Photoworks, Brighton Photo Biennial: Amore e Piombo, The Photography of Extremes in 1970s Italy
Produced by Photoworks, the Brighton Photo Biennial is the UK’s largest international photography festival. For its sixth edition in 2014 they break with the single curator model and instead are working in close partnership with a host of regional, national and international collaborators to develop a series of new projects on the theme of ‘Communities, Collectives & Collaboration‘. Designed to inspire, challenge and celebrate the most democratic medium of our age, BPB14 takes place online and in public spaces, galleries and pop-up venues across Brighton & Hove and beyond, involving more than 45 photographers and collaborators all bound by a common approach. Featuring re-discovered archives premiering new commissions, BPB14 addresses the role of photography across genres and includes established and emerging talent, across communities and continents.
As a co-commission by Photoworks and Archive of Modern Conflict, Federica Chiocchetti and Roger Hargreaves presented for the first time an unparalleled collection of photographs made by a group of photographers working for the Rome-based agency Team Editorial Services, and representative of the tumultuous era of the so-called ‘Years of Lead’ (Anni di Piombo).
The press photographers constantly shifted between battling film stars at play and the reality of near civil war unfolding on the streets. Politics and celebrity are brought together through the paparazzi style of alto contrasto, collusion and intrusion. Alluded to, although less visible, are the murkier dealings of clandestine groups linked to the Italian Secret Services, The P2 Masonic Lodge the CIA and NATO, operating against the backdrop of the extremes of the Red and Black Brigades. Archive prints are presented alongside television news footage, film sequences and sound recordings. A choice of Italian photo-books of the period, loaned from the Martin Parr collection, add a further layer of reference.
Forty years on and Italy’s ‘Years of Lead’ are still shrouded in mystery. Despite countless attempts to unravel the political confusion of the times, key tragic events, from the Piazza Fontana bombing in Milan in 1969, to Aldo Moro’s 1978 kidnap and assassination by the Red Brigades, remain unresolved. Instead of offering answers, the exhibition Amore e Piombo (Love and Lead): The Photography of Extremes in 1970s Italy presents for scrutiny the press photography of this most turbulent and tangled decade.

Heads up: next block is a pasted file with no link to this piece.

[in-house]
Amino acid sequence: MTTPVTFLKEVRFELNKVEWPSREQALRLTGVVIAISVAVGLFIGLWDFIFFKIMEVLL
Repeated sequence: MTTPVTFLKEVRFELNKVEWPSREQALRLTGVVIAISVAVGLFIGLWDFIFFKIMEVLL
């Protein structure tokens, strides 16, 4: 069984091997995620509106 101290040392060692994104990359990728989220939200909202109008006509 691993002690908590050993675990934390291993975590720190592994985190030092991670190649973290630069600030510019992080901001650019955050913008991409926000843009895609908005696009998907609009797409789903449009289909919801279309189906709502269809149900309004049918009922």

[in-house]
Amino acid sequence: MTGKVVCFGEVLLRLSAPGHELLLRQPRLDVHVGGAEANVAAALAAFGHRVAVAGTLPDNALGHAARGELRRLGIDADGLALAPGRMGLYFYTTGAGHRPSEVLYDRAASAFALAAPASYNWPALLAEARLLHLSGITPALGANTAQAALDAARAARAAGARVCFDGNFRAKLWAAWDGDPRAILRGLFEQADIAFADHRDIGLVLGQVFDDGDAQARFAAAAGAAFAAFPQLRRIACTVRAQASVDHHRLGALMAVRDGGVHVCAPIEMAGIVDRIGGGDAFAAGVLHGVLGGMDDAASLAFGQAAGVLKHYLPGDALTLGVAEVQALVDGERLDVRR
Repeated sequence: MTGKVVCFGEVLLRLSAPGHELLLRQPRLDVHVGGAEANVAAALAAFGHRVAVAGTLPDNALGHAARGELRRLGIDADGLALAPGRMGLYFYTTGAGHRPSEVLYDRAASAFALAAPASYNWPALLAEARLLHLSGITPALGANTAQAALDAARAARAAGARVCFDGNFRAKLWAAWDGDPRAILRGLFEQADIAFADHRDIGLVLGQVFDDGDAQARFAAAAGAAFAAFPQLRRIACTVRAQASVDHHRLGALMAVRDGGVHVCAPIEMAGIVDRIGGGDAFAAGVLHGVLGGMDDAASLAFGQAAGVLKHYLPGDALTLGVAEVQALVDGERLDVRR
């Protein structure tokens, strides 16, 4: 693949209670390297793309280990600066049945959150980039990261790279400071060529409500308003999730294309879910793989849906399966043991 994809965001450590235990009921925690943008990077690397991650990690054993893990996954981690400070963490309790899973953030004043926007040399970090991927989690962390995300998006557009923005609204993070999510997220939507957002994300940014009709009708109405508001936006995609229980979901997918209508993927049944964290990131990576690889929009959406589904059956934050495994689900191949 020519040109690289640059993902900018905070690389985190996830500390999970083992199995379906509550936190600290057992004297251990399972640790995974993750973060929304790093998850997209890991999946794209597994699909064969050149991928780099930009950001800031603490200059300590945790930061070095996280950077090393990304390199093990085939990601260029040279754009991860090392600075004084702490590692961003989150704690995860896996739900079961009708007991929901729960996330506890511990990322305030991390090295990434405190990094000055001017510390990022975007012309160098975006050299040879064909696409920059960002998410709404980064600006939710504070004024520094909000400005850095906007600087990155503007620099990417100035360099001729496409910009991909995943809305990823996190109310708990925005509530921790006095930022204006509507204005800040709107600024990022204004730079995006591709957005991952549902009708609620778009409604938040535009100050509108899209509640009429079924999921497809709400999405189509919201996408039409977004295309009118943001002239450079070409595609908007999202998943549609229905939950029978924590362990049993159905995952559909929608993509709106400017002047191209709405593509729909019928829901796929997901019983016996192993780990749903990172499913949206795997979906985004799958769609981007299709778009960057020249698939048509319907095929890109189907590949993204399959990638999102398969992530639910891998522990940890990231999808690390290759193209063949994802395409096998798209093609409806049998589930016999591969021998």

Italy in the 1970s witnessed a period of domestic terrorism punctuated by bombings, kidnappings and assassinations. The catalyst for violence was the rise of the Italian Communist Party as an electoral force, opposed by the extremes of the left and right within Italy and externally by the USA and the Soviet Union. At the centre of this collusion and intrusion were the murkier manoeuvrings of clandestine groups within NATO, the CIA, the Italian Secret Services and the P2 (Propaganda Due) Masonic Lodge. Outrages perpetrated by one group masqueraded as acts carried out by another. The Italian press came to term this, ‘dietrologia’, the study of what you can’t see.
The press photographs selected for Amore e piombo (Love and Lead) from the Archives of Rome-based agency Team Editorial Services capture the manifold aspects of these so-called ‘Years of Lead’, as the photographers oscillated between pursuing film stars at play and capturing the violence on the streets. These acts of public performance occurred against a backdrop of industrial unrest and a sexual revolution that embraced divorce reforms and abortion laws, feminism, gay rights and the new contraceptive pill. Far from offering answers or uncovering definitive truths, the photographs reveal only fragments of evidence about this most turbulent and tangled decade, while the true puppet-masters and string pullers remain tantalisingly just out of frame.
The Guardian, Internazionale (Italian), The Telegraph, where Claire Holland writes: “The go-see exhibition is the brilliantly conceived Amore e Piombo: Photography of Extremes in 1970s Italy. Arranged in the former reference library of the Brighton Museum and Art Gallery, it’s a master class in curatorial storytelling. Housed within the glass book cabinets are uniformly scaled and framed black and white street scenes, documenting Italy’s “years of lead” – a time of instability and intense political violence. Paparazzi shots of Hollywood starlets collide with press photographs of violent demonstrations, and disturbing, Weegee-esque crime scene shots that have been placed on a series of dark plinths seeming to rise from the floor like tombstones”.